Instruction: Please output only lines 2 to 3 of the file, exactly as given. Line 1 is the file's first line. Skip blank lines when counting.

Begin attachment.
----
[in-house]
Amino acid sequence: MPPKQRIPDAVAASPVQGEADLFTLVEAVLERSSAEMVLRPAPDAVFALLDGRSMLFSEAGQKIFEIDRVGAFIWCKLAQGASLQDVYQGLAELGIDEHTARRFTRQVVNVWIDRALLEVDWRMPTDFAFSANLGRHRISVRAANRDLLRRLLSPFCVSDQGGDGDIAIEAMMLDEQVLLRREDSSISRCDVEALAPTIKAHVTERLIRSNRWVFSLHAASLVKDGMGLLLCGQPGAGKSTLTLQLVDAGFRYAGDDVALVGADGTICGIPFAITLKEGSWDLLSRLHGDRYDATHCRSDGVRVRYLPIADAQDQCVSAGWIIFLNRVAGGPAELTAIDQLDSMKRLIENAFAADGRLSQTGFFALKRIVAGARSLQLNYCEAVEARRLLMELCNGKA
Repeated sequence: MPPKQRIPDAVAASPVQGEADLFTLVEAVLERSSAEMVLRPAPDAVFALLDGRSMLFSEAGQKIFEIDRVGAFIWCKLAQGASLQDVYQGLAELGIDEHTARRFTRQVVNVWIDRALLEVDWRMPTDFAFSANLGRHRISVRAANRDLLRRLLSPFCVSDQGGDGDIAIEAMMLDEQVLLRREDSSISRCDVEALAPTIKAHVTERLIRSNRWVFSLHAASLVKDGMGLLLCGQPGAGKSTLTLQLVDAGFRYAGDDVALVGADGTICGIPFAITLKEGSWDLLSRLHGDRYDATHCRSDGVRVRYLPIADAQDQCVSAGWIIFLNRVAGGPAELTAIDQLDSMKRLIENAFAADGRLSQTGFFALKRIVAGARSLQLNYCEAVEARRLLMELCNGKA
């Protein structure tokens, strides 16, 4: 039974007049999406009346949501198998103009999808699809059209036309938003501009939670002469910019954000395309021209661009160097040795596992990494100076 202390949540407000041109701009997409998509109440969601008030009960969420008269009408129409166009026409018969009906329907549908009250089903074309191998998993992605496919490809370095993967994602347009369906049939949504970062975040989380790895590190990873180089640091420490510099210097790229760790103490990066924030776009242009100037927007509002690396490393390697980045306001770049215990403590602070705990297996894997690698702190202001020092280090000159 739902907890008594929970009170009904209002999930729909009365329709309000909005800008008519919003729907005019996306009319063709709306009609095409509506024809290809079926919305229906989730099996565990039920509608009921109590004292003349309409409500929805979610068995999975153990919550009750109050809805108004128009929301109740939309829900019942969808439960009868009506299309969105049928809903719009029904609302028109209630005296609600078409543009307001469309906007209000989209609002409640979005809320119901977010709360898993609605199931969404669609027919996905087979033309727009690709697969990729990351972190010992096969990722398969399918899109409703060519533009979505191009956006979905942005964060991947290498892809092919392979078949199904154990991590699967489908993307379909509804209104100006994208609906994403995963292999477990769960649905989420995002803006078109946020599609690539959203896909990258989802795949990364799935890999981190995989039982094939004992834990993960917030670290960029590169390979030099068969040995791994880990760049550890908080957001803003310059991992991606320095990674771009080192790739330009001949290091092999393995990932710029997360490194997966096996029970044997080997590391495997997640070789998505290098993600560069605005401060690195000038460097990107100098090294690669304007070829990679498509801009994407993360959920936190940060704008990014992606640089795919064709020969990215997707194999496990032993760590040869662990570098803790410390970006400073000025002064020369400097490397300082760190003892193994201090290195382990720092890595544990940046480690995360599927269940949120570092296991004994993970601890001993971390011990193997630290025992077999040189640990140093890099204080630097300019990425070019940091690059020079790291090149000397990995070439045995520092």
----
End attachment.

Amino acid sequence: MPPKQRIPDAVAASPVQGEADLFTLVEAVLERSSAEMVLRPAPDAVFALLDGRSMLFSEAGQKIFEIDRVGAFIWCKLAQGASLQDVYQGLAELGIDEHTARRFTRQVVNVWIDRALLEVDWRMPTDFAFSANLGRHRISVRAANRDLLRRLLSPFCVSDQGGDGDIAIEAMMLDEQVLLRREDSSISRCDVEALAPTIKAHVTERLIRSNRWVFSLHAASLVKDGMGLLLCGQPGAGKSTLTLQLVDAGFRYAGDDVALVGADGTICGIPFAITLKEGSWDLLSRLHGDRYDATHCRSDGVRVRYLPIADAQDQCVSAGWIIFLNRVAGGPAELTAIDQLDSMKRLIENAFAADGRLSQTGFFALKRIVAGARSLQLNYCEAVEARRLLMELCNGKA
Repeated sequence: MPPKQRIPDAVAASPVQGEADLFTLVEAVLERSSAEMVLRPAPDAVFALLDGRSMLFSEAGQKIFEIDRVGAFIWCKLAQGASLQDVYQGLAELGIDEHTARRFTRQVVNVWIDRALLEVDWRMPTDFAFSANLGRHRISVRAANRDLLRRLLSPFCVSDQGGDGDIAIEAMMLDEQVLLRREDSSISRCDVEALAPTIKAHVTERLIRSNRWVFSLHAASLVKDGMGLLLCGQPGAGKSTLTLQLVDAGFRYAGDDVALVGADGTICGIPFAITLKEGSWDLLSRLHGDRYDATHCRSDGVRVRYLPIADAQDQCVSAGWIIFLNRVAGGPAELTAIDQLDSMKRLIENAFAADGRLSQTGFFALKRIVAGARSLQLNYCEAVEARRLLMELCNGKA